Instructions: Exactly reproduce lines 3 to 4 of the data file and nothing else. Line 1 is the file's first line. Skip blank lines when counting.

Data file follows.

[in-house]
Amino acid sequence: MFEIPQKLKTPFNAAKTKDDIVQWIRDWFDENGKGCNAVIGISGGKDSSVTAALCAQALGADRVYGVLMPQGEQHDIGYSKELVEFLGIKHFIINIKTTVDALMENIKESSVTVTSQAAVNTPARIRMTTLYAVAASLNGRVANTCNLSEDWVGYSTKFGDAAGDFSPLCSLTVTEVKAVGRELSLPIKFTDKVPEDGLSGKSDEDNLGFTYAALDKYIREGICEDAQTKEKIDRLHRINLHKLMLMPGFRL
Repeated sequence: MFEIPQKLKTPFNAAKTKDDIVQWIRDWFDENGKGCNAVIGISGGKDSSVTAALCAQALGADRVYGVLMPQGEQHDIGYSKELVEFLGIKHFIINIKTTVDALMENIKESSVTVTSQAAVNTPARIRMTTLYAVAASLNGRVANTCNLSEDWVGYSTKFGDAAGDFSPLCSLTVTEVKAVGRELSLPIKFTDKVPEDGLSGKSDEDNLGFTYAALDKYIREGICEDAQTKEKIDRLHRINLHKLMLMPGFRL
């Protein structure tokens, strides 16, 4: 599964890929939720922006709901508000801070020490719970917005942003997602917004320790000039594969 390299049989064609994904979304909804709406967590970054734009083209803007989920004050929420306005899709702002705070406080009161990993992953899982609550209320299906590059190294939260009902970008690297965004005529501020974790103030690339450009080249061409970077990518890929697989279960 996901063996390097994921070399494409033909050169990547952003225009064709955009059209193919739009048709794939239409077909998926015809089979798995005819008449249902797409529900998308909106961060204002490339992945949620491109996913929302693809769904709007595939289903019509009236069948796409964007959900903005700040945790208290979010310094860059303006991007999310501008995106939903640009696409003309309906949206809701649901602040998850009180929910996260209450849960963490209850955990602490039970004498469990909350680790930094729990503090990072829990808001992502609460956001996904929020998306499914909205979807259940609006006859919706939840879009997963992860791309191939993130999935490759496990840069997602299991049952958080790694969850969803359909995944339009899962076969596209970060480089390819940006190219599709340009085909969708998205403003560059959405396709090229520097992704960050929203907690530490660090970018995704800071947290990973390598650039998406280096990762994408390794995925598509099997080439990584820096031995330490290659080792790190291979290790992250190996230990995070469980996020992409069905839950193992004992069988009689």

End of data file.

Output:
Repeated sequence: MFEIPQKLKTPFNAAKTKDDIVQWIRDWFDENGKGCNAVIGISGGKDSSVTAALCAQALGADRVYGVLMPQGEQHDIGYSKELVEFLGIKHFIINIKTTVDALMENIKESSVTVTSQAAVNTPARIRMTTLYAVAASLNGRVANTCNLSEDWVGYSTKFGDAAGDFSPLCSLTVTEVKAVGRELSLPIKFTDKVPEDGLSGKSDEDNLGFTYAALDKYIREGICEDAQTKEKIDRLHRINLHKLMLMPGFRL
């Protein structure tokens, strides 16, 4: 599964890929939720922006709901508000801070020490719970917005942003997602917004320790000039594969 390299049989064609994904979304909804709406967590970054734009083209803007989920004050929420306005899709702002705070406080009161990993992953899982609550209320299906590059190294939260009902970008690297965004005529501020974790103030690339450009080249061409970077990518890929697989279960 996901063996390097994921070399494409033909050169990547952003225009064709955009059209193919739009048709794939239409077909998926015809089979798995005819008449249902797409529900998308909106961060204002490339992945949620491109996913929302693809769904709007595939289903019509009236069948796409964007959900903005700040945790208290979010310094860059303006991007999310501008995106939903640009696409003309309906949206809701649901602040998850009180929910996260209450849960963490209850955990602490039970004498469990909350680790930094729990503090990072829990808001992502609460956001996904929020998306499914909205979807259940609006006859919706939840879009997963992860791309191939993130999935490759496990840069997602299991049952958080790694969850969803359909995944339009899962076969596209970060480089390819940006190219599709340009085909969708998205403003560059959405396709090229520097992704960050929203907690530490660090970018995704800071947290990973390598650039998406280096990762994408390794995925598509099997080439990584820096031995330490290659080792790190291979290790992250190996230990995070469980996020992409069905839950193992004992069988009689």